THE WASHINGTON POST – Vladimir Nabokov wrecked what might have been my youthful debut on the literary scene.
Many years ago, I was an undergraduate at Oberlin College when I met the freelance writer, Colette expert and all-around Francophile Robert Phelps.
A man of immense charm, Phelps had persuaded an editor at McGraw-Hill to bring out a new collection of the best short stories of Prosper Merimée.
The project’s hook lay in its contributors: Each story – Carmen, The Venus of Ille and a dozen others – would be translated by a different, and notable, literary figure of the time, all friends of Phelps’. If I recall correctly, these included Susan Sontag, Ned Rorem, Richard Howard, Louise Bogan and James Salter. With typical generosity, Phelps then asked me to join this distinguished company.
I was assigned the folkloristic Federigo, about a man who tricks his way into heaven, worked hard on my English version – and then saw all my hopes dashed. It turned out that our McGraw-Hill editor had paid a vast sum for Nabokov’s Ada, believing that this overlong, overwrought novel would repeat the success of Lolita. Instead, it bombed and all the editor’s other contracts – including the Merimée – were cancelled.
Oddly enough, my publishing misfortune spurred a fascination with Nabokov that continues to this day. While reading Think, Write, Speak: Uncollected Essays, Reviews, Interviews, and Letters to the Editor, edited by Nabokov scholars Brian Boyd and Anastasia Tolstoy, I mentally totted up the occasions I’d written about this Russian American master since his 1977 death at age 78. I’d reviewed Nabokov’s selected letters, all three volumes of his lectures on literature, his correspondence with critic Edmund Wilson, his last incomplete novel, The Original of Laura and both volumes of Brian Boyd’s magisterial biography, as well as Nabokov in America by Robert Roper. What’s more, I’d been invited to introduce a New Directions reprint of The Real Life of Sebastian Knight and, more recently, the Folio Society’s Lolita.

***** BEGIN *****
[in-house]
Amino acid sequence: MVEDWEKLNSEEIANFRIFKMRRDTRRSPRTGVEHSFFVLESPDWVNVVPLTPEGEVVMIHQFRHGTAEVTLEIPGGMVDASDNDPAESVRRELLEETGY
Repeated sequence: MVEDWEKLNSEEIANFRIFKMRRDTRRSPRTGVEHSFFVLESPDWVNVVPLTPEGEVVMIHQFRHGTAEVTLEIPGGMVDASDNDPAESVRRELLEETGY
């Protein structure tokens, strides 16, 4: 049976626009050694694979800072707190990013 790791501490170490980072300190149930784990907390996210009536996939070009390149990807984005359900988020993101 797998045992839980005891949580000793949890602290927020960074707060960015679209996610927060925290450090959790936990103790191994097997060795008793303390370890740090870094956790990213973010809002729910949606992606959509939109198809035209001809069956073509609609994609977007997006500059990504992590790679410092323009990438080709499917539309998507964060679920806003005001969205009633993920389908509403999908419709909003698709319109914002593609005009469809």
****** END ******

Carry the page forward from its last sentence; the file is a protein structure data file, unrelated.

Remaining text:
You’d think this would be enough Nabokoviana for one lifetime, given that I’d even reviewed the dreadful Lo’s Diary by Pia Pera. Surely, I told myself, Think, Write, Speak would consist mainly of archival leftovers – and yet I couldn’t resist devouring its 500 pages. Like Oscar Wilde or WH Auden, Nabokov fearlessly professes such “strong opinions” – the title of the previous collection of his nonfiction – that he’s always immense fun to read.
In Think, Write, Speak Nabokov regularly dismisses Dostoevsky, Zola, Dreiser, Faulkner, almost all Soviet writers (including Pasternak), Camus and Roth as artless and mediocre journalists, even as he praises the mastery of Shakespeare, Pushkin, Flaubert, Tolstoy, Chekhov, Joyce, Proust and Updike. Interviewers are told, over and over, that he hates clubs, unions, causes, demonstrations and processions, but most of all cruelty or brutality of any sort. Lolita, he repeatedly declares, is his favourite book and Laughter in the Dark his weakest.
Overall, there’s no doubt that Think, Write, Speak will chiefly appeal to the Nabokov completist.
Still, any sensitive reader will linger over the beautiful sentences with which Nabokov enriches even his most casual prose.
Rejecting all attempts to find messages or social commentary in his work, Nabokov insisted that his carefully constructed fiction simply aims to elicit aesthetic bliss. Still, it can also be very funny, notably in his two finest novels, Lolita and the tricky, trapdoor laden Pale Fire.
Not surprisingly, then, Nabokov periodically teases his interviewers.
As Nabokov elsewhere declared in Think, Write, Speak, “All writers that are worth anything are humourists.”